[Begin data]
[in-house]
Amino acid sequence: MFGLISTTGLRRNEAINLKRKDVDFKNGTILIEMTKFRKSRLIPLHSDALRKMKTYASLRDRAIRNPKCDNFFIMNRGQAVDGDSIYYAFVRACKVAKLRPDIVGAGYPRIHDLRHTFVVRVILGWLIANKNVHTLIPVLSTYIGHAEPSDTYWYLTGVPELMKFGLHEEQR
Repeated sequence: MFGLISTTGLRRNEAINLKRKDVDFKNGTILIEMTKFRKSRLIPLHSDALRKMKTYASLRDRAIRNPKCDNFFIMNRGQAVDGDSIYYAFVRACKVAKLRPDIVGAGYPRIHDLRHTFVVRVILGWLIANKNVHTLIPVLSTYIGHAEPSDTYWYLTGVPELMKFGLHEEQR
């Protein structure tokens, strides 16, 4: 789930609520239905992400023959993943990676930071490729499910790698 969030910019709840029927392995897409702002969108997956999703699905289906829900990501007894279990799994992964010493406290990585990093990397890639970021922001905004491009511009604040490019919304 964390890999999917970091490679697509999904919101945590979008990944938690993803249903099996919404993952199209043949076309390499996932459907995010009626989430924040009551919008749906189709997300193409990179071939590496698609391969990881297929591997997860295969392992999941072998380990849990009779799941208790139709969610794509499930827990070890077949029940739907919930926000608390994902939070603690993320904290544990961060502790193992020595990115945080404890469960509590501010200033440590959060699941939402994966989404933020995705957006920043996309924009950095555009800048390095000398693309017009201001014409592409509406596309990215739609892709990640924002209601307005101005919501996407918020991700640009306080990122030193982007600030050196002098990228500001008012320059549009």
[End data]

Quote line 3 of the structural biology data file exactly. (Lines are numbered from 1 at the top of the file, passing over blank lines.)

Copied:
Repeated sequence: MFGLISTTGLRRNEAINLKRKDVDFKNGTILIEMTKFRKSRLIPLHSDALRKMKTYASLRDRAIRNPKCDNFFIMNRGQAVDGDSIYYAFVRACKVAKLRPDIVGAGYPRIHDLRHTFVVRVILGWLIANKNVHTLIPVLSTYIGHAEPSDTYWYLTGVPELMKFGLHEEQR